Three More Ways I Make Extra Money

piggy bank copyA good side gig greases the wheels of your budget, creating a little free cash to accelerate debt elimination or bump up your fun money category.

Since I last posted about earning extra money I’ve developed three new side gigs of my own. I share them to spark your thoughts about adding to your budget’s biggest category.

1. Bookkeeping for a Buddy

When I sold my share of the business to my former partner (and still good friend), he lost his “books guy” – me. He never got into the habit himself, so when it was time to do the books for this year’s taxes, he hired me. Once I’d built his P&L and Balance Sheet for him, I offered to contininue maintaining his books for $100 per month.

He uses YNAB in his personal finances, making it easy to set up a business budget file, share it through Cloud Sync, and keep his transactions current. The gig takes me about two minutes per day, five days per week. And it’s nerdy budget fun.

2. Website Disaster Prevention and Recovery

This is a reasonably simple gig with a technical-sounding name.

My clients all use WordPress (same platform as this blog). I charge them $25 per month, which covers:

  1. A full daily backup of their website.
  2. Monitoring for malware attacks by hackers.
  3. Emergency support if anything on their site breaks.

Sounds complicated, right? It isn’t. Yes, you do have to have the technical skills to fix a broken WordPress site. I’ve been working with WordPress for a few years; I rarely run into a problem I can’t solve (and I’m not a programmer).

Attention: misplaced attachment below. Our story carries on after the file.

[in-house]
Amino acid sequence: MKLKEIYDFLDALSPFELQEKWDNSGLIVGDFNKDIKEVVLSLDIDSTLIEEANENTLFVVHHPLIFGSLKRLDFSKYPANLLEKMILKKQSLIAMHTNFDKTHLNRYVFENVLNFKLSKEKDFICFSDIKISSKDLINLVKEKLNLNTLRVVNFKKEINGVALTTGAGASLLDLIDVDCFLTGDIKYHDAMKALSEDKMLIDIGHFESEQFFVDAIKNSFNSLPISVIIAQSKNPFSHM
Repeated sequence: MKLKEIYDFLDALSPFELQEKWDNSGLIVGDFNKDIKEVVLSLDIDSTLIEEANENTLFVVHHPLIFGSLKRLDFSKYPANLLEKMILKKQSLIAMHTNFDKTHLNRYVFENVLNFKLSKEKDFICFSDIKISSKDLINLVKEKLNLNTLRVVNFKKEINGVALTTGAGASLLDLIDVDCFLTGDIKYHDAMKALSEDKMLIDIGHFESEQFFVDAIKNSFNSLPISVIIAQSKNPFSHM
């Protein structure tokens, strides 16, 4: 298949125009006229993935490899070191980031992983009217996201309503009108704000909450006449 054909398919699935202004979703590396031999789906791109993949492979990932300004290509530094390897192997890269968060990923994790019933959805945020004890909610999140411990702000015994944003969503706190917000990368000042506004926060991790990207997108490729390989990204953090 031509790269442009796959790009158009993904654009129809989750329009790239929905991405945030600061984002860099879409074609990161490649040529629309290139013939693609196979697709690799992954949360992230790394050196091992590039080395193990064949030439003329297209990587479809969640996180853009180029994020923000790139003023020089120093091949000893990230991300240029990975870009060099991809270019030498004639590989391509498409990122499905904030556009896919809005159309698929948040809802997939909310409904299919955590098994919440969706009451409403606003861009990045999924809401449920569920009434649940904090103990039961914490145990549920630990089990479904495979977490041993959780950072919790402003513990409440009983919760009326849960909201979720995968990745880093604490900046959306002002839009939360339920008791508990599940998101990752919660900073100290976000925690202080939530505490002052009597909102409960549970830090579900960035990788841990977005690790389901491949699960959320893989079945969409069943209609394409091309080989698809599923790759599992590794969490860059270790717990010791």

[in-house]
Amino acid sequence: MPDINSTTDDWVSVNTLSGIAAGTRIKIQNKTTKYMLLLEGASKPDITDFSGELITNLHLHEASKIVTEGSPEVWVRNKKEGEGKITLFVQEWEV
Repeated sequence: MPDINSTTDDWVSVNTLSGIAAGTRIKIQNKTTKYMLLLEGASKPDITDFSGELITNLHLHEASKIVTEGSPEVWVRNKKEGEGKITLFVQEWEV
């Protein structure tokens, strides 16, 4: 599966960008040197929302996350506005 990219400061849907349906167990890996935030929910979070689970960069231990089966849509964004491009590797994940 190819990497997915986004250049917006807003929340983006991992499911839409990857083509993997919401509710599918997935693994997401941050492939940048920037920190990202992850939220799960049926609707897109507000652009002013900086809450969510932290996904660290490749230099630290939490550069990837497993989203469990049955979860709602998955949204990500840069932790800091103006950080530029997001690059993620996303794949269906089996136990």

The sneaky part of this service is the fact that I just go to third parties to buy the backups and malware monitoring. I set up accounts for each client, tack a little extra onto the price to cover the emergency support part of the business, and bundle the whole thing as my “WordPress handyman” service.

My clients know they could set these services up for themselves, but they choose to pay me because it reduces their mental overhead and time risk. If something – anything – breaks down with their site, they just email or text me and I’m on it. That’s the value-add. Nerdiness for fun and profit.

3. Website Assembly and Customization

The key point with this gig is that it’s not web design or web development. It’s website assembly. People like Adam do website design and development. People like Jesse hire people like Adam.

The niche here is working with clients who need a clean, presentable website but don’t have thousands of dollars to invest in someone with Adam’s experience and ability. They hire me to assemble a functional site from existing components (WordPress plugins and WordPress themes). It’s only a few hours of work for me, so it’s only a few hundred dollars for them. And, again, it’s nerdy fun.

I’ll also have clients hire me for one-off tweaks or cutomizations to their sites. I bill $50/hour for that kind of thing.

I realize many people don’t have the skills (today) to run with my second and third side gigs – but many (most?) of you could do “bookkeeping for a buddy.”

There’s no need to overstate your ability or your value, either. I’m not claiming to be a tax professional (gig 1) or a full-blown web developer (gigs 2 and 3). I’m using skills I’ve developed to save my clients a little time and headache.

Think you could run with any of these ideas to make a couple hundred bucks each month?

23 Responses to “Three More Ways I Make Extra Money”

    • mark